Chocolates, Flowers and End of Life Wishes


The Conversation ProjectThis post is sponsored by our partners at The Conversation Project, dedicated to helping people talk about their wishes for end-of-life care. Click here to get your Starter Kit today.

Forget the quest to find the perfect Valentine. The person who really deserves candy, flowers and your appreciation is the one who will stand by you and honor your end-of-life wishes!

It can be a difficult thing to talk about with your spouse or significant other, but there is truly no more loving gesture than telling the person who has chosen to be with you for better or worse that you trust him or her with both ends of that spectrum. And it’s an opportunity to offer to play that same loving role in return.

It doesn’t have to be morbid or even sad. It is a celebration of your lives together! Take these examples as inspiration.

Discussing End of Life Wishes With The Conversation Project

Marsha, whose husband died in 2014 from a rare form of cancer.

“I knew how my husband wanted to die, and I did my damnedest to respect and realize his wishes. When the perfect storm came, we weren’t ready, but we were on the same page. And that page was, ultimately, his to write – not mine, not our friends, not even his doctor.

He’s dead and I miss him so. We had 34 good and bad years, and I, in hindsight, accept and embrace those years. His engagement with his death, and his acceptance of it, and of my role as the guardian of his wishes, continues to give me strength. There’s a hole in my heart, as my mother said when she lost my father to cancer. But my husband and I dug that hole together, as best we could, to fit him.”

Jean, whose husband wanted to make sure that he would never lose his dignity.

“In the end he died as he wanted, at home, just me and the children – and hospice – no machines, no tubes except the catheter. He slipped away. The hospice nurse said later she had never been at such a peaceful death.

This is my model of how I would like to die myself as far as this is possible, as a gift from those I love to me and as my last gift to them.”

Chris, who didn’t have the conversation and wishes she had.

“My husband and I did not have, for me, a satisfactory conversation addressing his wishes, thoughts, feelings. He only communicated these things in fragments, to many people. He may have been trying to spare me pain, as I was trying to spare him pain. Maybe he felt he had communicated everything he needed to communicate. Maybe I wasn’t listening carefully enough. Maybe I should have forced the issue. It takes enormous courage to discuss these things, for both parties. People should recognize this, and have the conversation while the dying person still has mental clarity, and everyone has the energy.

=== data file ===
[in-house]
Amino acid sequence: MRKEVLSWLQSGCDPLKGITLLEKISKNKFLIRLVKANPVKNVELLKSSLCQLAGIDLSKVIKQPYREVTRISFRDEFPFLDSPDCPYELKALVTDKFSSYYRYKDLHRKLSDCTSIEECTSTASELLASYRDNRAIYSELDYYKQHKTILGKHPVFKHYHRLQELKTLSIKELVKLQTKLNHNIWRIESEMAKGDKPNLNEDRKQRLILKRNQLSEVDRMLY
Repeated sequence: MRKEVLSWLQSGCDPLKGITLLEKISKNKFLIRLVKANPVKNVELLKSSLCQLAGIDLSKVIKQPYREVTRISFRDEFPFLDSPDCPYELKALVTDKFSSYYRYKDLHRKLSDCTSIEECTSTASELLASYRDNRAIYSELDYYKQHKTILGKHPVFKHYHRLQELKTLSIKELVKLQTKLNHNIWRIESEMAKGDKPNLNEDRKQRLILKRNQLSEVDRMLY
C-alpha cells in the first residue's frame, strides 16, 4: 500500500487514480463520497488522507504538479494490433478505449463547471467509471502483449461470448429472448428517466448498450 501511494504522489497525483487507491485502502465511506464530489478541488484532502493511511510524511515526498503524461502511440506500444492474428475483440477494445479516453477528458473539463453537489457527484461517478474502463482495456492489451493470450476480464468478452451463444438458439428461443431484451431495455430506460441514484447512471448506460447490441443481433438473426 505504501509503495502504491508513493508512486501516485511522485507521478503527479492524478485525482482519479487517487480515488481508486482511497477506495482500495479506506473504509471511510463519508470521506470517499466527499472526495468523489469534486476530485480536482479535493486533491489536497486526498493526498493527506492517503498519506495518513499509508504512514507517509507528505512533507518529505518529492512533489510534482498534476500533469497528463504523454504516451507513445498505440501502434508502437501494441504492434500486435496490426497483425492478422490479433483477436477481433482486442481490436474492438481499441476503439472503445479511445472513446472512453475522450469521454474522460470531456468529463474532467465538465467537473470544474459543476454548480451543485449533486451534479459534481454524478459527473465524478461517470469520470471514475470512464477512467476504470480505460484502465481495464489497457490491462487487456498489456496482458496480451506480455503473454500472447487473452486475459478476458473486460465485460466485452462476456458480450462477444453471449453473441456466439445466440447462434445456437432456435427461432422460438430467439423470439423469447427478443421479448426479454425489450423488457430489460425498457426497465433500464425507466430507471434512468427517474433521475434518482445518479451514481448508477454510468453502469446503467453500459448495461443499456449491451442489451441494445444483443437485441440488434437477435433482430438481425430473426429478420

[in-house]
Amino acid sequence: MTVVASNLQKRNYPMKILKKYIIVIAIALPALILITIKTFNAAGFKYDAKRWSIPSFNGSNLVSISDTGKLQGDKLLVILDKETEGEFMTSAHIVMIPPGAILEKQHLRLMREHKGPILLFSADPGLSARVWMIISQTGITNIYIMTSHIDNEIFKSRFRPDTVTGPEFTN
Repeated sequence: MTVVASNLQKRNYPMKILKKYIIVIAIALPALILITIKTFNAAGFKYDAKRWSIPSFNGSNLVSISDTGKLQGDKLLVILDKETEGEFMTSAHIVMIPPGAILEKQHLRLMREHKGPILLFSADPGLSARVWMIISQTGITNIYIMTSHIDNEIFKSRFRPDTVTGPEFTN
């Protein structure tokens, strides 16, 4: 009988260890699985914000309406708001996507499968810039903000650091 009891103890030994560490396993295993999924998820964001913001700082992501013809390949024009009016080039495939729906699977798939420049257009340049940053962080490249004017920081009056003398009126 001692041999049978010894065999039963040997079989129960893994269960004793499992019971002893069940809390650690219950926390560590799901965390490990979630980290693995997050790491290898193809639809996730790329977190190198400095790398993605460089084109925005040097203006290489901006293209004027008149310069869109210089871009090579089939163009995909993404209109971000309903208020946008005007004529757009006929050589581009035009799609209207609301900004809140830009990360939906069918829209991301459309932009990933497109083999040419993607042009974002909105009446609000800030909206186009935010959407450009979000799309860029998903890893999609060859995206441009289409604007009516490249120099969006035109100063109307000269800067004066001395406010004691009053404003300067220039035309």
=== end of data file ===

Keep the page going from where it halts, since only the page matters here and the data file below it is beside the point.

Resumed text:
What I learned from my own experience is the importance of really living life each day, or each week, or each month, as if it were the last; there is no way of knowing. I will commit to expecting good things, being kinder, doing as much of what I love as possible, and spending my energy on people I love, or could get to love.”

If you’ve already had the conversation with your loved one (and it doesn’t have to be a spouse! The Conversation Project has a Starter Kit which is a great way to bring it up with a friend, family member or other trusted member of your circle), Valentine’s Day is a great time to say thank you.

  • Thank you for understanding that if I’m ever ill and unable to express my own wishes, I want you to be my voice.
  • Thank you for agreeing to respect my plans.
  • Thank you for loving me enough to take on this responsibility.
  • Thank you for agreeing to open your mind and heart to this conversation and to take seriously what I’ve asked for.
  • Thank you for giving me peace and comfort about my future — no matter what happens.

And remember — this is an ongoing discussion, and not something that’s set in stone. You may change your wishes, or have a life event that helps you see things from a different perspective. You may ask your loved one to accept something that he himself or she herself is not totally comfortable with.

So, take this Valentine’s Day to shower your loved one with appreciation and gratitude. They last a lot longer than a box of chocolates!

Our partners at The Conversation Project have more real stories from real people as well as resources, more Starter Kits to download for free and a full Resource Center for helping others have the conversation as well. Learn more at